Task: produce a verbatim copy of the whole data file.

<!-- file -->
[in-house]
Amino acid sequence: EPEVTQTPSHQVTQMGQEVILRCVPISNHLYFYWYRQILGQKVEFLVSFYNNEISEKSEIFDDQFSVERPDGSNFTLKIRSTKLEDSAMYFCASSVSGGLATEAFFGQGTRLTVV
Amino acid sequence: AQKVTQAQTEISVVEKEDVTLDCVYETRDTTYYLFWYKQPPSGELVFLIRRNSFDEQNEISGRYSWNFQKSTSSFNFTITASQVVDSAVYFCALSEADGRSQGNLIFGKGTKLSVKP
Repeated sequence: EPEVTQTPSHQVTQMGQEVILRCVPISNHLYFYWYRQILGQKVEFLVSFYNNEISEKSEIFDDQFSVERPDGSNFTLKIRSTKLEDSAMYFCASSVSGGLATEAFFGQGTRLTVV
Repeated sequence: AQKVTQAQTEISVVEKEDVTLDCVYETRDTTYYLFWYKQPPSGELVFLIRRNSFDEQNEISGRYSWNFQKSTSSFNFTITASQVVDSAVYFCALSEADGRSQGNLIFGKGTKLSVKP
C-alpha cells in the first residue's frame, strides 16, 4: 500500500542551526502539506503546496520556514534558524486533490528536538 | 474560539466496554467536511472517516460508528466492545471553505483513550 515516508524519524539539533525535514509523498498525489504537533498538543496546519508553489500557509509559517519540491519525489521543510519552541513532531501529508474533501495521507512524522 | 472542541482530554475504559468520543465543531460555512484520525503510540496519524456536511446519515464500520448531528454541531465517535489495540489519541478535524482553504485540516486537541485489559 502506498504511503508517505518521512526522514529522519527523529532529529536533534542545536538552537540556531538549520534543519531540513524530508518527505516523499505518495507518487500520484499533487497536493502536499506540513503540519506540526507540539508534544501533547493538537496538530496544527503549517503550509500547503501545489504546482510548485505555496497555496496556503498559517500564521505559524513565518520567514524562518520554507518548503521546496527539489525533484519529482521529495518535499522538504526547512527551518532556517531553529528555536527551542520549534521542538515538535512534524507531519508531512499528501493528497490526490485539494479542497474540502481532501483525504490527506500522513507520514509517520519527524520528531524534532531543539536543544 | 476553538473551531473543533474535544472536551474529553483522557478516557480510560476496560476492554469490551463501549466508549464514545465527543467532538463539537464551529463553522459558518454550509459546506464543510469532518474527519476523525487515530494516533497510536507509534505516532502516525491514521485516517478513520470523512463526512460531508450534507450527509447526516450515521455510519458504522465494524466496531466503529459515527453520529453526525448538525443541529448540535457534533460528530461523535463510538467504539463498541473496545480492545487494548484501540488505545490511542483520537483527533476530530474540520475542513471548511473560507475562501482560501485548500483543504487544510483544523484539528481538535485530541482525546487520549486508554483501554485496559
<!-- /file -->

[in-house]
Amino acid sequence: EPEVTQTPSHQVTQMGQEVILRCVPISNHLYFYWYRQILGQKVEFLVSFYNNEISEKSEIFDDQFSVERPDGSNFTLKIRSTKLEDSAMYFCASSVSGGLATEAFFGQGTRLTVV
Amino acid sequence: AQKVTQAQTEISVVEKEDVTLDCVYETRDTTYYLFWYKQPPSGELVFLIRRNSFDEQNEISGRYSWNFQKSTSSFNFTITASQVVDSAVYFCALSEADGRSQGNLIFGKGTKLSVKP
Repeated sequence: EPEVTQTPSHQVTQMGQEVILRCVPISNHLYFYWYRQILGQKVEFLVSFYNNEISEKSEIFDDQFSVERPDGSNFTLKIRSTKLEDSAMYFCASSVSGGLATEAFFGQGTRLTVV
Repeated sequence: AQKVTQAQTEISVVEKEDVTLDCVYETRDTTYYLFWYKQPPSGELVFLIRRNSFDEQNEISGRYSWNFQKSTSSFNFTITASQVVDSAVYFCALSEADGRSQGNLIFGKGTKLSVKP
C-alpha cells in the first residue's frame, strides 16, 4: 500500500542551526502539506503546496520556514534558524486533490528536538 | 474560539466496554467536511472517516460508528466492545471553505483513550 515516508524519524539539533525535514509523498498525489504537533498538543496546519508553489500557509509559517519540491519525489521543510519552541513532531501529508474533501495521507512524522 | 472542541482530554475504559468520543465543531460555512484520525503510540496519524456536511446519515464500520448531528454541531465517535489495540489519541478535524482553504485540516486537541485489559 502506498504511503508517505518521512526522514529522519527523529532529529536533534542545536538552537540556531538549520534543519531540513524530508518527505516523499505518495507518487500520484499533487497536493502536499506540513503540519506540526507540539508534544501533547493538537496538530496544527503549517503550509500547503501545489504546482510548485505555496497555496496556503498559517500564521505559524513565518520567514524562518520554507518548503521546496527539489525533484519529482521529495518535499522538504526547512527551518532556517531553529528555536527551542520549534521542538515538535512534524507531519508531512499528501493528497490526490485539494479542497474540502481532501483525504490527506500522513507520514509517520519527524520528531524534532531543539536543544 | 476553538473551531473543533474535544472536551474529553483522557478516557480510560476496560476492554469490551463501549466508549464514545465527543467532538463539537464551529463553522459558518454550509459546506464543510469532518474527519476523525487515530494516533497510536507509534505516532502516525491514521485516517478513520470523512463526512460531508450534507450527509447526516450515521455510519458504522465494524466496531466503529459515527453520529453526525448538525443541529448540535457534533460528530461523535463510538467504539463498541473496545480492545487494548484501540488505545490511542483520537483527533476530530474540520475542513471548511473560507475562501482560501485548500483543504487544510483544523484539528481538535485530541482525546487520549486508554483501554485496559